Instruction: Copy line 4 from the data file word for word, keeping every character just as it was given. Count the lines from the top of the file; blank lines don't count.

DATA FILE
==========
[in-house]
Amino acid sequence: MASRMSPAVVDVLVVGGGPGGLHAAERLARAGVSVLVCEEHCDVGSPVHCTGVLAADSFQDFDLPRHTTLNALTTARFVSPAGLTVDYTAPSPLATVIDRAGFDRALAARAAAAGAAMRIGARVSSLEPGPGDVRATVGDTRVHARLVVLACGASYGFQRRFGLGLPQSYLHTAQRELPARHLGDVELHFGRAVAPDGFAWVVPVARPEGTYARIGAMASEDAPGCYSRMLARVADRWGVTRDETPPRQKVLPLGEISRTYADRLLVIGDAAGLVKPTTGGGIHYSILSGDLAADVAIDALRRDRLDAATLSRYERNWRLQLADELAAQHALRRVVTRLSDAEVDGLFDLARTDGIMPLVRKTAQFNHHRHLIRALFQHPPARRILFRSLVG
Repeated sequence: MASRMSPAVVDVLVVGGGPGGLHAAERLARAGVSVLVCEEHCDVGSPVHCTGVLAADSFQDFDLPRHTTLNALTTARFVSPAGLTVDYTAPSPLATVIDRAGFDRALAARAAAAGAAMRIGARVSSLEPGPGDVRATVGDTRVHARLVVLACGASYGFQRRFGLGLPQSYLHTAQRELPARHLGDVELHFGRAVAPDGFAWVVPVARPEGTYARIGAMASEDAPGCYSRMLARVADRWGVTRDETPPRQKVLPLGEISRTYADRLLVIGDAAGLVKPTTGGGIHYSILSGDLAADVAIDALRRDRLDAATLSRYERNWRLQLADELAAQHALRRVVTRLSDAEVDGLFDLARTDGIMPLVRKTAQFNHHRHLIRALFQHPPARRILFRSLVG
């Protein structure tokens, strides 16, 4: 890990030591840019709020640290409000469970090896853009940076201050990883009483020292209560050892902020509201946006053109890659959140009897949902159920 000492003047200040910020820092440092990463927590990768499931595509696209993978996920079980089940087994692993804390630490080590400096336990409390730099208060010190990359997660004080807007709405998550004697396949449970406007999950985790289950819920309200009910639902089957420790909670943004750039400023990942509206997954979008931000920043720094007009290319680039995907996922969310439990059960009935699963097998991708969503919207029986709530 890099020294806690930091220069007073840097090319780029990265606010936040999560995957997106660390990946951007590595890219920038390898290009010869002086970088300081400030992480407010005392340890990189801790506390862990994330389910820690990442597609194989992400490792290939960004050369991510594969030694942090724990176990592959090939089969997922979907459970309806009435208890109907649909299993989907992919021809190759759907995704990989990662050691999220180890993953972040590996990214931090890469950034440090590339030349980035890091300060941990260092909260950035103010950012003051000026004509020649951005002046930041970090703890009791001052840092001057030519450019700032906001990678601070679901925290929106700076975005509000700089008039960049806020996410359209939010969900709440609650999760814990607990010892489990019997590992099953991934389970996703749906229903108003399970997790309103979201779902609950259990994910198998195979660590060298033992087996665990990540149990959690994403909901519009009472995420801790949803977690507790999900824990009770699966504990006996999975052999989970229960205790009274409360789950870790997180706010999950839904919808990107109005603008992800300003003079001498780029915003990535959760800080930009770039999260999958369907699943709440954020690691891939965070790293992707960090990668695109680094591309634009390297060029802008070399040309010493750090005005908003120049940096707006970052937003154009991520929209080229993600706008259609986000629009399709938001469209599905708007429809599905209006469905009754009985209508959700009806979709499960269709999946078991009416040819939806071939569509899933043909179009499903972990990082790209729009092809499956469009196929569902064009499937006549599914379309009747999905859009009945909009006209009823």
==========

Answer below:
């Protein structure tokens, strides 16, 4: 890990030591840019709020640290409000469970090896853009940076201050990883009483020292209560050892902020509201946006053109890659959140009897949902159920 000492003047200040910020820092440092990463927590990768499931595509696209993978996920079980089940087994692993804390630490080590400096336990409390730099208060010190990359997660004080807007709405998550004697396949449970406007999950985790289950819920309200009910639902089957420790909670943004750039400023990942509206997954979008931000920043720094007009290319680039995907996922969310439990059960009935699963097998991708969503919207029986709530 890099020294806690930091220069007073840097090319780029990265606010936040999560995957997106660390990946951007590595890219920038390898290009010869002086970088300081400030992480407010005392340890990189801790506390862990994330389910820690990442597609194989992400490792290939960004050369991510594969030694942090724990176990592959090939089969997922979907459970309806009435208890109907649909299993989907992919021809190759759907995704990989990662050691999220180890993953972040590996990214931090890469950034440090590339030349980035890091300060941990260092909260950035103010950012003051000026004509020649951005002046930041970090703890009791001052840092001057030519450019700032906001990678601070679901925290929106700076975005509000700089008039960049806020996410359209939010969900709440609650999760814990607990010892489990019997590992099953991934389970996703749906229903108003399970997790309103979201779902609950259990994910198998195979660590060298033992087996665990990540149990959690994403909901519009009472995420801790949803977690507790999900824990009770699966504990006996999975052999989970229960205790009274409360789950870790997180706010999950839904919808990107109005603008992800300003003079001498780029915003990535959760800080930009770039999260999958369907699943709440954020690691891939965070790293992707960090990668695109680094591309634009390297060029802008070399040309010493750090005005908003120049940096707006970052937003154009991520929209080229993600706008259609986000629009399709938001469209599905708007429809599905209006469905009754009985209508959700009806979709499960269709999946078991009416040819939806071939569509899933043909179009499903972990990082790209729009092809499956469009196929569902064009499937006549599914379309009747999905859009009945909009006209009823």